North Chattanooga residents and businesses as well as commuters traveling south into downtown will notice many changes taking place on Highway 27 over the next three years, according to Tennessee Department of Transportation Regional Construction Manager Ken Flynn.
He spoke at a recent meeting of the North Chattanooga Chamber Council on how the Highway 27 expansion project spanning 1.6 miles from the Olgiati Bridge to Signal Mountain Boulevard will affect the area as construction begins in January 2012.
Estimated to cost around $80 million, the project when complete will feature three lanes in each direction as well as new entrance and exit ramps at Manufacturers Road, Dayton Boulevard and Signal Mountain Boulevard.
While the on-ramp at the Manning Street interchange will remain open temporarily for local traffic, it will be eliminated altogether as the project progresses, said Flynn.
Two lanes will be open at all times during peak work hours, though traffic may be reduced to one lane when fewer cars are on the road, he said.
A second left-turn lane will be added at the intersection of Dayton and Signal Mountain boulevards during the first of the project's four major phases in order to facilitate the flow of traffic.
The on-ramp at Manufacturers Road will be closed during the project's first phase as a new northbound on-ramp to Signal Mountain Boulevard is under construction.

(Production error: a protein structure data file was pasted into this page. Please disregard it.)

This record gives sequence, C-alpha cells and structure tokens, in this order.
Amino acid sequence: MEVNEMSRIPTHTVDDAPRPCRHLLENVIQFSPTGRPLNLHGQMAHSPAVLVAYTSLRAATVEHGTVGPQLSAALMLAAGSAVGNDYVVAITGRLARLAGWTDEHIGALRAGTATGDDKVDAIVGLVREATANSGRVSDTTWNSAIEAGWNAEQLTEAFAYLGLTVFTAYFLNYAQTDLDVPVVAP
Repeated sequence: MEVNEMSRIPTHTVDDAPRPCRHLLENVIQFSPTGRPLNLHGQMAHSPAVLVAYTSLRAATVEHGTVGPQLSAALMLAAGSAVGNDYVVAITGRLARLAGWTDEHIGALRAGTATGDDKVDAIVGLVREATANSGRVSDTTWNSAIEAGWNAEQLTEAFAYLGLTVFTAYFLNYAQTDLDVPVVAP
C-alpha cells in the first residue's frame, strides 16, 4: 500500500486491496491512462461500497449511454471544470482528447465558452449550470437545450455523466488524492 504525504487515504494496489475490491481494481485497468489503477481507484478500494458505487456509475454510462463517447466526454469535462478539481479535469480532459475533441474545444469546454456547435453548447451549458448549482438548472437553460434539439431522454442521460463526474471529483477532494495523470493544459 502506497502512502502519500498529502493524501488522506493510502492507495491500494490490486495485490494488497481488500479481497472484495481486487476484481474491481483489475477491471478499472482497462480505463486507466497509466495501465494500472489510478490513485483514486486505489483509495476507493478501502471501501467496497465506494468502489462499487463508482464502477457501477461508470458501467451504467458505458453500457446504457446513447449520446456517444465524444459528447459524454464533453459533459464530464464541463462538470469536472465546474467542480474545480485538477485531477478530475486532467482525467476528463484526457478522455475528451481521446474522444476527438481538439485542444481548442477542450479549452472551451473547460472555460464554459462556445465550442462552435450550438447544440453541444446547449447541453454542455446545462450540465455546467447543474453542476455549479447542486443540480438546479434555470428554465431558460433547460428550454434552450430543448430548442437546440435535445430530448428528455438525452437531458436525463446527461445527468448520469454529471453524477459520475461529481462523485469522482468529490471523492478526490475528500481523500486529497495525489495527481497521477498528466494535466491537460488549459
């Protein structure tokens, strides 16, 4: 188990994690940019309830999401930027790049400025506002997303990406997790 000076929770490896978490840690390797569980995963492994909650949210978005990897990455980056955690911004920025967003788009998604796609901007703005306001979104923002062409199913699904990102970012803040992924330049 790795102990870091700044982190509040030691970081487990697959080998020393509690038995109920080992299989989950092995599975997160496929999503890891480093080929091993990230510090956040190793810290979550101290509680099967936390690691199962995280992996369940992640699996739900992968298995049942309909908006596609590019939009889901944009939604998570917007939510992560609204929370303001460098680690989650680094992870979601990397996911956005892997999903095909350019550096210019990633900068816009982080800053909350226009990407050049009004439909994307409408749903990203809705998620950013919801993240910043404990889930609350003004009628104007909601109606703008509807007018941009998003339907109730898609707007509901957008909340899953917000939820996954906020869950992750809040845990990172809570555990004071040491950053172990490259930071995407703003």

The Whitehall Road ramp will be closed, and when the project is complete, the current northbound off-ramp at Dayton Boulevard will be closed and a new off-ramp with a left turn onto Dayton Boulevard will be in place.
Originally constructed in the 1950s and 1960s, Flynn said the portion of Highway 27 to be expanded is currently a hodgepodge of different design styles intended to handle as many as 15,000 to 20,000 vehicles per day.
Traffic flow on the stretch of Highway 27 heading south into Chattanooga from Soddy-Daisy has grown to nearly 30,000 vehicles per day, and Flynn said that number doubles to more than 60,000 cars per day counting the ones that enter from Signal Mountain Boulevard.
The stretch of Highway 27 targeted in the project involves the construction of 30-plus retaining walls, the demolition of 10 bridges and the construction of 16 more, he said.
Issues the project will address include updates to meet current safety standards, improved entrance and exit ramps, increased traffic capacity and concerns relating to slope stability.
"We're working basically in a canyon straight up and down on both sides," said Flynn. "We have to build retaining walls on top of retaining walls to stabilize those slopes."
Due to such complexity, a local group, Volkert consulting firm, is handling the project.
Surveying for the nearly decade-old project began in 1992, with designs first drafted in 1994. Right of way was purchased by the city in 2006, with construction plans finalized this year.
CLICK BEFORE YOU DRIVE
With numerous lane and interchange closes and changes coming with the January 2012 construction start date for the widening of Highway 27, area residents and commuters are encouraged to check here for updates. An office on Signal Mountain Road with information about the construction has also been proposed.